Advancing global food security with a healthy, environmentally efficient form of protein — insects
Crickets, check. Caterpillars, check. Beetles, check. No, we’re not taking a bug inventory for a scientific display — we’re talking about dinner.
Entomophagy (the practice of eating insects as food) is common in many cultures around the world, with bugs on the menu as a delicacy or just a regular part of an everyday diet. In fact, up to 80 percent of the world’s nations, particularly in tropical areas, eat insects. In western nations like the U.S., however, many consumers are inclined to say “no thanks” when a dish made with six-legged critters gets passed around the table.
Sujaya Rao, PhD, and head of the Department of Entomology at the University of Minnesota’s College of Food, Agricultural and Natural Resource Sciences (CFANS), is promoting entomophagy and working to change social perceptions about it from “yukky” foods to healthy, eco-friendly diets of the future.
Originally from South India, Rao came to the University of Minnesota to get her PhD, doing research on different agricultural systems and looking at insects both as pests and pollinators. In looking at the need for insect pest management alongside the need for pollinators, she was struck by the dilemma farmers faced.
“Consumers want relatively inexpensive food that doesn’t have bugs in it, and farmers try really hard to provide that,” said Rao. “The reality is, insecticides are still probably the most effective and economical option for many pest management programs — but when you put insecticides on plants, important pollinators like bees die. My solution is: let’s just eat the bugs!”
For centuries, people have been eating insects as part of their diets. According to Rao, bugs are not just “famine” foods eaten in times of scarcity. Today, around 2,000 species are eaten by choice in more than 100 countries. This is just a small fraction of the millions of insect species on Earth. “Humans also enjoy prawns, crabs, lobsters, and other creatures that feed on matter at the bottom of the ocean,” said Rao. “These are close relatives of insects, so why not eat insects too?”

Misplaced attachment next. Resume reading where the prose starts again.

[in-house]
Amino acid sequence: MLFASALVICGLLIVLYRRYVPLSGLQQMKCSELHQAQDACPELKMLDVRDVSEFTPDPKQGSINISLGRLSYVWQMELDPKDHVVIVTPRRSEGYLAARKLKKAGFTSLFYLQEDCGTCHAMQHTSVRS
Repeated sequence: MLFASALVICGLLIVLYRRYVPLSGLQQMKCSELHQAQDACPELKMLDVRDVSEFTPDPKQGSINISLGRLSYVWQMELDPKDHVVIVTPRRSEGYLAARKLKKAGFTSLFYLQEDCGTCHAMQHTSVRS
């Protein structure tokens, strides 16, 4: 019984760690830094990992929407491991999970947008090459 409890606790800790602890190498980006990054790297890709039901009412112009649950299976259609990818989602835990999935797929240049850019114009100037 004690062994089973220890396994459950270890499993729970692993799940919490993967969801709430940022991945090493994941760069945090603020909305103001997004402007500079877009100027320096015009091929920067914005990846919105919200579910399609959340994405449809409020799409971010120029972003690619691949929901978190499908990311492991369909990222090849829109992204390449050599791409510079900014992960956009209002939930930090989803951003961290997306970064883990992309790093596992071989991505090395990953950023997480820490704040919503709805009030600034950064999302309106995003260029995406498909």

Bugs’ boundless benefits
We’re all familiar with the sobering statistic that by 2050, the world’s population will surpass nine billion people, and that in order to feed this population, current food production will have to double. What we need, says Rao, are both alternative foods and new ways to grow food. That’s where insects come in.
Let’s start with health. Insects are healthy, nutritious alternatives to mainstream staples like chicken, pork, beef and fish, and many are rich in protein and good fats, and high in calcium, iron and zinc. “The composition of unsaturated omega-3s and six fatty acids in mealworms is comparable with that in fish, and higher than in cattle and pigs,” said Rao. She notes that the chitin of insects (organic matter in the skeletal material of arthropods) is food for the probiotic bacteria in our guts, enabling this good bacteria to flourish in the colon.
Eating insects also promotes environmental stewardship. According to Rao, insects raised as food emit considerably less greenhouse gasses and ammonia than those linked to conventional livestock. “Insect rearing also requires a lot less land,” she said, noting that because they are cold-blooded, insects are very efficient at converting food into protein. In addition, insects can be fed on organic waste streams, reducing waste in landfills.
Bugs also mean business with economic and social rewards. “Insect rearing and harvesting is a low-tech, low capital investment option that offers entry to small business entrepreneurs in both urban and rural areas,” said Rao. “Depending on the level of investment, insect rearing can also be very sophisticated, using advanced technology like robots to mass produce edible insects.”
The entomophagy experience
A key way to kick the “ick” factor associated with eating bugs is to bring the entomophagy experience to the public, offering education and taste testing. Several years ago at the Minnesota State Fair, Rao offered fairgoers two types of chips — one with regular flour and the other with cricket flour. They indicated both were tasty and couldn’t tell which one contained the cricket flour. She also has brought buggy brownies to elementary school classrooms where the kids were initially grossed out when they heard cricket flour was an ingredient — but ultimately they asked for seconds!
Earlier this year at an entomophagy presentation to CFANS alumni, Rao was asked about her favorite insect and how she prepares it. “Mealworms with chili and garlic sauce,” she said, noting that aspiring chefs might enjoy a copy of the book Creepy Crawly Cuisine: The Gourmet Guide to Edible Insects. Rao affirms that you can pretty much substitute cricket flour for regular flour in any recipe. “The sky’s the limit,” she said before sharing a quote she’d seen in the Vancouver Sun — “Next time there’s a bug in your soup, don’t call the waiter. Just eat the little critter.”
Watch Rao's TEDx presentation, recorded live in fall 2022 at the TEDxMinneapolis event titled “Finding Our Way Through.”